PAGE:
If Steve Jobs was the public face of Apple, then Steve Wozniak—the inventor of the first personal computer and co-founder of what would become one of the world's most popular companies—was surely the soul of the company.
The Apple II may be one of the most important systems in the history of personal computing — but that doesn’t mean it was perfect. Nearly 40 years later, Steve Wozniak is still coming up with ways he could have done it better. The detail comes from a bit of communication between Woz and a deeply devoted Apple I reproduction expert, Mike W.
One of the few remaining examples of Apple Inc.'s first pre-assembled computer, Apple-1, has sold for a record $905,000 at an auction in New York. The Apple-1 was described as “in superb overall condition,” with no apparent modifications to the motherboard. Included were a vintage keyboard with pre-7400 series military spec chips, a vintage Sanyo monitor and a custom vintage power supply in wooden box, as well as two vintage tape-decks and a video recording of Apple co-founder Steve Wozniak’s keynote speech at the 1980 “Applevention.”
University of Technology, Sydney (UTS) has appointed Apple Computer co-founder Steve Wozniak as adjunct professor in its faculty of engineering and IT.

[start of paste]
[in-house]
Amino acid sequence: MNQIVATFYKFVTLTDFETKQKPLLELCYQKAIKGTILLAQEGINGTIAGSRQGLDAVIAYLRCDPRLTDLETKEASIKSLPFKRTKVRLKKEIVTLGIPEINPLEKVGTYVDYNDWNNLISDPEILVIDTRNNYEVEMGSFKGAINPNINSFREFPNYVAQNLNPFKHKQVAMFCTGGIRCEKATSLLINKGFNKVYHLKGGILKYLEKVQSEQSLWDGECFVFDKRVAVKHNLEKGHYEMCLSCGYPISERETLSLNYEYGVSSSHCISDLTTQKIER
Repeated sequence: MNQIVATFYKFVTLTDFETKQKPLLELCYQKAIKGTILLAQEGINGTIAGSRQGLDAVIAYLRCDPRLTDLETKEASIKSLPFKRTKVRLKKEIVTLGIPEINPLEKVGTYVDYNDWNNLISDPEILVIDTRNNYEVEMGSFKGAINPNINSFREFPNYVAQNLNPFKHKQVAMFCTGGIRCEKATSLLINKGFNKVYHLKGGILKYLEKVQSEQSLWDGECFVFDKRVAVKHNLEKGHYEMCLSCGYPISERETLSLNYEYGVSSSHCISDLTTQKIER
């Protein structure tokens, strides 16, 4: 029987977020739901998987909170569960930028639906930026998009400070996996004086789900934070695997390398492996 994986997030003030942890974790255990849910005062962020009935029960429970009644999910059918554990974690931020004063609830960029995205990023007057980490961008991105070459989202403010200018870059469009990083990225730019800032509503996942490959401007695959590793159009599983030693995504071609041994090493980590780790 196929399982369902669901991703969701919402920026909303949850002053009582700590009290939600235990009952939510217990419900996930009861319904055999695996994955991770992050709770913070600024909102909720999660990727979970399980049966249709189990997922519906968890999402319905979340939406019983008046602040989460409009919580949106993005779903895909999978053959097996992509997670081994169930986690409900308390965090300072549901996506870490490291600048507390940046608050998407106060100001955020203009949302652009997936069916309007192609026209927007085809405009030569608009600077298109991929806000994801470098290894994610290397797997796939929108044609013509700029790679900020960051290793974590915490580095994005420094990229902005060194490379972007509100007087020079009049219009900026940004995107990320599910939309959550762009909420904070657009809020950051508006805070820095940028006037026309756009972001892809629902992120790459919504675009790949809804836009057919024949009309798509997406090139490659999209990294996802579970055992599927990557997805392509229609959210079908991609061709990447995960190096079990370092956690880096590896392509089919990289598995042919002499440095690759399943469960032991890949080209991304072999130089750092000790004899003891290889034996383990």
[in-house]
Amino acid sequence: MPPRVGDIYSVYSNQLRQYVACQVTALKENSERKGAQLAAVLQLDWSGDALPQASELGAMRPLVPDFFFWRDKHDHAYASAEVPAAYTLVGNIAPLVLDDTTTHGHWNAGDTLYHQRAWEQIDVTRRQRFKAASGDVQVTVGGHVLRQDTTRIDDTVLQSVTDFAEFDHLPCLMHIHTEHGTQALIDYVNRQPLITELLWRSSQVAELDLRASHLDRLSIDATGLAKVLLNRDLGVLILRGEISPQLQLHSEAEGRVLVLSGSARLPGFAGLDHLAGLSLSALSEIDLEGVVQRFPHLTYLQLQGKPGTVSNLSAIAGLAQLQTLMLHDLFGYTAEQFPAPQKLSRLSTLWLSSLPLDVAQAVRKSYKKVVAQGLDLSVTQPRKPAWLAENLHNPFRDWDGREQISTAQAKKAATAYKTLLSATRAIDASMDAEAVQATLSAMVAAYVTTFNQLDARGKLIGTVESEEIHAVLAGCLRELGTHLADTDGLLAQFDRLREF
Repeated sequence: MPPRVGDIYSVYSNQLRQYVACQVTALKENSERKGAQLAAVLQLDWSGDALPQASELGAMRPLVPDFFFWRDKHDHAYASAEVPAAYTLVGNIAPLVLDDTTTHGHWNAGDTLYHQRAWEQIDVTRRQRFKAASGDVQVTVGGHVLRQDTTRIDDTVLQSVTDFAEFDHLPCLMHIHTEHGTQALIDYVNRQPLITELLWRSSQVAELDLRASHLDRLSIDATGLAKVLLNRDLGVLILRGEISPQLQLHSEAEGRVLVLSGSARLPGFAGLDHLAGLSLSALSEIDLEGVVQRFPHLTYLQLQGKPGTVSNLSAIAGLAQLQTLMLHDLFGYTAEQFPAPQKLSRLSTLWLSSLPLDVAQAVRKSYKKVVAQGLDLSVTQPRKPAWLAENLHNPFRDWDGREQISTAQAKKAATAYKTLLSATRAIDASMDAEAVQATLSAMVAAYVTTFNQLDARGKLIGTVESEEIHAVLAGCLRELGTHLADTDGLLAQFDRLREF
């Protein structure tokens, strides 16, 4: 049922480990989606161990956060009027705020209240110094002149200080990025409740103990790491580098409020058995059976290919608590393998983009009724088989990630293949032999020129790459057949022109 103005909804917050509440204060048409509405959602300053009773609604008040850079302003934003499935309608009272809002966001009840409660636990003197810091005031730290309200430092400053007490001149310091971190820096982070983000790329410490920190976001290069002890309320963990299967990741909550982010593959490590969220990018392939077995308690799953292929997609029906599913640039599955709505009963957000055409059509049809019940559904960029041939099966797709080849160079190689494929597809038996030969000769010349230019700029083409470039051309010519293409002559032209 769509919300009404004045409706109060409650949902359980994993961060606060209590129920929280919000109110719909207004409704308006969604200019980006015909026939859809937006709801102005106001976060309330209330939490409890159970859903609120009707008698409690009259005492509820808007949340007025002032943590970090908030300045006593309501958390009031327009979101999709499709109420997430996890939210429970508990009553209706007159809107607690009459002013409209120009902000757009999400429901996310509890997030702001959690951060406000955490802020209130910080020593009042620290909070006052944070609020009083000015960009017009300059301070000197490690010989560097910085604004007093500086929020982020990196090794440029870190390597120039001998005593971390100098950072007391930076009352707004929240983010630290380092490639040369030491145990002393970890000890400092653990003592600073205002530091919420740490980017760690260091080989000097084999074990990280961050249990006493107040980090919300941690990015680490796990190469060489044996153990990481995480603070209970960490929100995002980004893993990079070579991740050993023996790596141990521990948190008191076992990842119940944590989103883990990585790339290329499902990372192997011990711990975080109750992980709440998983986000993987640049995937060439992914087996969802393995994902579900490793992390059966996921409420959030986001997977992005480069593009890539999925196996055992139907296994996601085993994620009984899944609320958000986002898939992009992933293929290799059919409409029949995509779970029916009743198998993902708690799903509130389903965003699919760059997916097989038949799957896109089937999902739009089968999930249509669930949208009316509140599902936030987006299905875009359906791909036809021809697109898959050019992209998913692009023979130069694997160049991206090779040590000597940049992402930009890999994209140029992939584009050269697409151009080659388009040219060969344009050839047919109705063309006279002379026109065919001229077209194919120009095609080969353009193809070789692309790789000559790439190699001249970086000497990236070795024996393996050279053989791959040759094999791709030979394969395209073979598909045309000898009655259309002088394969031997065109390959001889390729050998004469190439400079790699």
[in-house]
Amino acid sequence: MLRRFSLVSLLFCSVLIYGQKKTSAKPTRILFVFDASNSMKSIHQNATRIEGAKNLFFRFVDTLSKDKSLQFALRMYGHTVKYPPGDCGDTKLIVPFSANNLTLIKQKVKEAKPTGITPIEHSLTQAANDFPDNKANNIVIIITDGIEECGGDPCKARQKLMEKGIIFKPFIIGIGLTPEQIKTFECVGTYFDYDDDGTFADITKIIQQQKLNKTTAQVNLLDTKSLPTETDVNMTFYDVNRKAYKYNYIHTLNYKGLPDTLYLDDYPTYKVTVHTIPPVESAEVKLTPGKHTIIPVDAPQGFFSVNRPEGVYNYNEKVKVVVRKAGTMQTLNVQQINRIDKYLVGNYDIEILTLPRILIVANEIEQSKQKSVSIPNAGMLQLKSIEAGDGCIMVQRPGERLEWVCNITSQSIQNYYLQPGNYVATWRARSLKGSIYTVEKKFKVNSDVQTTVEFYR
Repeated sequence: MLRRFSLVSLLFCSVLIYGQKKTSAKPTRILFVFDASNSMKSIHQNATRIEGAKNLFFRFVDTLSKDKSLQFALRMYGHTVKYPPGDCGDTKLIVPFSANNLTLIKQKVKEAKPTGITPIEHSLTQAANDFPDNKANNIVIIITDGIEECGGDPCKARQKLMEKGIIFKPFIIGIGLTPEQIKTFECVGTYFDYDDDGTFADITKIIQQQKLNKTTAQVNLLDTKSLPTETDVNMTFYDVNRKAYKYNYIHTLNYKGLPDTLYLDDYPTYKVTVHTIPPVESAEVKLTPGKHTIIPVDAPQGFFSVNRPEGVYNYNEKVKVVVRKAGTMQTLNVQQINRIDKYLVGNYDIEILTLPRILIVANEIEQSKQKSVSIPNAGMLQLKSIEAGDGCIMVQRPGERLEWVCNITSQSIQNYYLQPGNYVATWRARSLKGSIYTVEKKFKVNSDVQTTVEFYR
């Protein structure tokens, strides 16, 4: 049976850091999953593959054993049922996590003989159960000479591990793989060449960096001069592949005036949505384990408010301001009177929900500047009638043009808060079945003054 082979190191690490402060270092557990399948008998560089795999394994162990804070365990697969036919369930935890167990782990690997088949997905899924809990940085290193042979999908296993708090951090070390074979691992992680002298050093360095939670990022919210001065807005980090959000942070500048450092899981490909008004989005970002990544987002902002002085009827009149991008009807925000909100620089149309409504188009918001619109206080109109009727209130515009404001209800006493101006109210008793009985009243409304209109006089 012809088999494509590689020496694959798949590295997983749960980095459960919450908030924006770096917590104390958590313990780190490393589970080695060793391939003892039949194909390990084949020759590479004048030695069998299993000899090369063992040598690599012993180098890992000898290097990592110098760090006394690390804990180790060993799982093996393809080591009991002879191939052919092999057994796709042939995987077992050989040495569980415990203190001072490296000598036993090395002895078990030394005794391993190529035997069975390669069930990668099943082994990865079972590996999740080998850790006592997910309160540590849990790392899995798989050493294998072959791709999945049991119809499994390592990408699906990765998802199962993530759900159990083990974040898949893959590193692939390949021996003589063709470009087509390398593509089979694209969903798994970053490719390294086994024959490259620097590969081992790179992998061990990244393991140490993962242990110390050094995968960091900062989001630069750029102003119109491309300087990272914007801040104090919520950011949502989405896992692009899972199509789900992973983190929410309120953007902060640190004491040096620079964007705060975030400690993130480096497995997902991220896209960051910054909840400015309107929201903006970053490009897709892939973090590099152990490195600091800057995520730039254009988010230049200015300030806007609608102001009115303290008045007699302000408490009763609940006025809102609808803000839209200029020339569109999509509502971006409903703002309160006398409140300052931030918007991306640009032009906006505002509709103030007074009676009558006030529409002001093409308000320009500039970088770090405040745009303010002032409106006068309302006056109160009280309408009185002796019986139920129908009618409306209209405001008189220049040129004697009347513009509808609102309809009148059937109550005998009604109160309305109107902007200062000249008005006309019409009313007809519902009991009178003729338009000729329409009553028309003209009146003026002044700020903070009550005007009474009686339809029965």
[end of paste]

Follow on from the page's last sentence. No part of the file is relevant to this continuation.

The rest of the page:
The original Apple computer model was put together by the tech company's founders, the late Steve Jobs and partner Steve Wozniak, and will go under the hammer later this week. Experts estimate it could reach a price over over $500,000 (£300,000).
On this week’s Tuesday Morning Show, the hosts interviewed special guest Steve Wozniak, co-founder of Apple. Wozniak shared stories about the early days of personal computers, offered his views on future technologies, and gave tips on how entrepreneurs can drive creativity and innovation.
What wows Woz? Actually, what doesn't? Apple's co-founder oozes passion on everything tech, from why he wants to be a Glasshole to why builders matter more than ideas.
"Kiss an engineer," Apple co-founder Steve Wozniak told the audience at the Gartner Symposium in Orlando yesterday, in a wide-ranging discussion that touched on his approach to gadgets and engineering in general.
At some point during his presentation at the Leadership Summit Asia 2014 in Kuala Lumpur, Steve Wozniak, co-founder of Apple and a self-confessed lover of pranks, pulled out his iPhone 6 to demonstrate how he could connect remotely to his Tesla electric car at home and surprise his wife by honking the car’s horn.
Bonhams in New York will offer the item in its first-ever History of Science auction on Oct. 22. The motherboard is believed to be one of the original 50 that Steve Wozniak assembled on order for Byte Shop's Paul Terrell; Wozniak built it in Steve Jobs' family garage, according to Bonhams.